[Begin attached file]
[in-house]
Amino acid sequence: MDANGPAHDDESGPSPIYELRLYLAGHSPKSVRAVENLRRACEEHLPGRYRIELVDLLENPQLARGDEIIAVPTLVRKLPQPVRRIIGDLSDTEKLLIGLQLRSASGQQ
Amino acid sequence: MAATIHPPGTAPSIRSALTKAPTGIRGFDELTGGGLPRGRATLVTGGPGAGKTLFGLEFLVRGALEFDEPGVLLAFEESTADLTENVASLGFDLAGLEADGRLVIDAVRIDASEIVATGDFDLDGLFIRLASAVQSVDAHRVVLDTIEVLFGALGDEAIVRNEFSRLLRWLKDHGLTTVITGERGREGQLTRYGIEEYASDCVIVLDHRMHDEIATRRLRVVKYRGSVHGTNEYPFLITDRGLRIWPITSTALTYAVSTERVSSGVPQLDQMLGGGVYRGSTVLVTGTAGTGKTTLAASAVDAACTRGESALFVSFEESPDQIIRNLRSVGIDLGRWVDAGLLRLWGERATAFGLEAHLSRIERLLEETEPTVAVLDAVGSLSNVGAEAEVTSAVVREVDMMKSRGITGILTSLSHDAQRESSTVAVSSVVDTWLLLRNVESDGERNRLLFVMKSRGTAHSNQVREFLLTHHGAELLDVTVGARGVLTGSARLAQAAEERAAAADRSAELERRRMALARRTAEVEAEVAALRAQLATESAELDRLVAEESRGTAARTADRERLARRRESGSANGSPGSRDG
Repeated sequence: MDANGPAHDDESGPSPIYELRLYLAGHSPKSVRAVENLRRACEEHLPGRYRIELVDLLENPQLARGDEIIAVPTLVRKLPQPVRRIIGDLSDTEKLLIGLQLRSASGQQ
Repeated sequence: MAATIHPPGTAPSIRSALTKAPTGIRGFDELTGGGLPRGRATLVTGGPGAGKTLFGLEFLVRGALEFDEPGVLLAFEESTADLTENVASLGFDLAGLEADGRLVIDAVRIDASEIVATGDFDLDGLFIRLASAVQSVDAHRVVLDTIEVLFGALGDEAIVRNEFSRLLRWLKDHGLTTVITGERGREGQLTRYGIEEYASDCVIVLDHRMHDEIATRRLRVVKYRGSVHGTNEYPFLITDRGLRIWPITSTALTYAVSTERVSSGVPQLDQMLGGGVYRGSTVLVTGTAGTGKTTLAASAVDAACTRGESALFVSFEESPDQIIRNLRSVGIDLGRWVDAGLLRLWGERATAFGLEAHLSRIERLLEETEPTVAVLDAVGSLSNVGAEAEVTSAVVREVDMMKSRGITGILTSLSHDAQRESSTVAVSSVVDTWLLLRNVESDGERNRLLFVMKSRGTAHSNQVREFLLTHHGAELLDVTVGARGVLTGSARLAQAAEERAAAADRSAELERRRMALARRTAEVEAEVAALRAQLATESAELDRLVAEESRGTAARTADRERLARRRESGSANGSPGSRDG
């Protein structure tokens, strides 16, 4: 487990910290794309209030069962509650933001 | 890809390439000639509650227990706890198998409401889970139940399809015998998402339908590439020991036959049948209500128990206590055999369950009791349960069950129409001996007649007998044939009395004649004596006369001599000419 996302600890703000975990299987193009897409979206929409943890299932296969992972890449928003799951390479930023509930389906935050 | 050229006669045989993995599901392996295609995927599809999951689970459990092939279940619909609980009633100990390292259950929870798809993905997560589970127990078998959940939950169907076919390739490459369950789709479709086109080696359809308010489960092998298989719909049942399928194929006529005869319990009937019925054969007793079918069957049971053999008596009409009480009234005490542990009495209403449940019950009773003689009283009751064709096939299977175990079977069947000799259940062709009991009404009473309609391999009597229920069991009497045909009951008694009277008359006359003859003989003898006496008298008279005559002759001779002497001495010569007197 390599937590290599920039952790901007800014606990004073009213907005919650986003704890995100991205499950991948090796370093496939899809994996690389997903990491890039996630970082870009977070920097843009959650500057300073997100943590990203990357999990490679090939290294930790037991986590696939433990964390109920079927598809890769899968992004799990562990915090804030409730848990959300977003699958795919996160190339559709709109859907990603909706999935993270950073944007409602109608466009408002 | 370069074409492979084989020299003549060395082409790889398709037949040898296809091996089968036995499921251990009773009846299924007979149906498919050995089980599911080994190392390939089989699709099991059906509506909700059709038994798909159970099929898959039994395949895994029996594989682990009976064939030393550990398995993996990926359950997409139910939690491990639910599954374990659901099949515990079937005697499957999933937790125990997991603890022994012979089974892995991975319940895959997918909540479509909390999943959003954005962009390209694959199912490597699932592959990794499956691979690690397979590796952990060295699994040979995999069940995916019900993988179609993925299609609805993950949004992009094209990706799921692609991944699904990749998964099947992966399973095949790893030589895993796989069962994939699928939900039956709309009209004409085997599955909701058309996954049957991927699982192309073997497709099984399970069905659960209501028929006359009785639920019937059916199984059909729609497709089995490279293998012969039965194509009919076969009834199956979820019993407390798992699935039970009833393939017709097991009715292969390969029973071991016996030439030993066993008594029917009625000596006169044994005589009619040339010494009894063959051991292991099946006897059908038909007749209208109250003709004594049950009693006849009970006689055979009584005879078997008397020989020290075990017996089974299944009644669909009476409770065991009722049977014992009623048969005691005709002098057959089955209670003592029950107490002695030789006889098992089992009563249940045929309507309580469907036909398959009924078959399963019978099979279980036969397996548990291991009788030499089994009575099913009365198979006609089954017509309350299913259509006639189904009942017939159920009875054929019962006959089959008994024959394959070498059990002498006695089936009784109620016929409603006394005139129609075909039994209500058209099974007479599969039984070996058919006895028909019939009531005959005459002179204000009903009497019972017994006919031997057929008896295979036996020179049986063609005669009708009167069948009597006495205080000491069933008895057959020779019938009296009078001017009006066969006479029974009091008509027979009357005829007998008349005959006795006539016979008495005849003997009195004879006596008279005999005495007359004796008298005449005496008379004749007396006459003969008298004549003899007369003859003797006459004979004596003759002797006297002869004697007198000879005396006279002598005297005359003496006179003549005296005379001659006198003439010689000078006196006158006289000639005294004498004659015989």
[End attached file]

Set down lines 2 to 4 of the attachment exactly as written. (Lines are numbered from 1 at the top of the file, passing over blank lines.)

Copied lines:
Amino acid sequence: MDANGPAHDDESGPSPIYELRLYLAGHSPKSVRAVENLRRACEEHLPGRYRIELVDLLENPQLARGDEIIAVPTLVRKLPQPVRRIIGDLSDTEKLLIGLQLRSASGQQ
Amino acid sequence: MAATIHPPGTAPSIRSALTKAPTGIRGFDELTGGGLPRGRATLVTGGPGAGKTLFGLEFLVRGALEFDEPGVLLAFEESTADLTENVASLGFDLAGLEADGRLVIDAVRIDASEIVATGDFDLDGLFIRLASAVQSVDAHRVVLDTIEVLFGALGDEAIVRNEFSRLLRWLKDHGLTTVITGERGREGQLTRYGIEEYASDCVIVLDHRMHDEIATRRLRVVKYRGSVHGTNEYPFLITDRGLRIWPITSTALTYAVSTERVSSGVPQLDQMLGGGVYRGSTVLVTGTAGTGKTTLAASAVDAACTRGESALFVSFEESPDQIIRNLRSVGIDLGRWVDAGLLRLWGERATAFGLEAHLSRIERLLEETEPTVAVLDAVGSLSNVGAEAEVTSAVVREVDMMKSRGITGILTSLSHDAQRESSTVAVSSVVDTWLLLRNVESDGERNRLLFVMKSRGTAHSNQVREFLLTHHGAELLDVTVGARGVLTGSARLAQAAEERAAAADRSAELERRRMALARRTAEVEAEVAALRAQLATESAELDRLVAEESRGTAARTADRERLARRRESGSANGSPGSRDG
Repeated sequence: MDANGPAHDDESGPSPIYELRLYLAGHSPKSVRAVENLRRACEEHLPGRYRIELVDLLENPQLARGDEIIAVPTLVRKLPQPVRRIIGDLSDTEKLLIGLQLRSASGQQ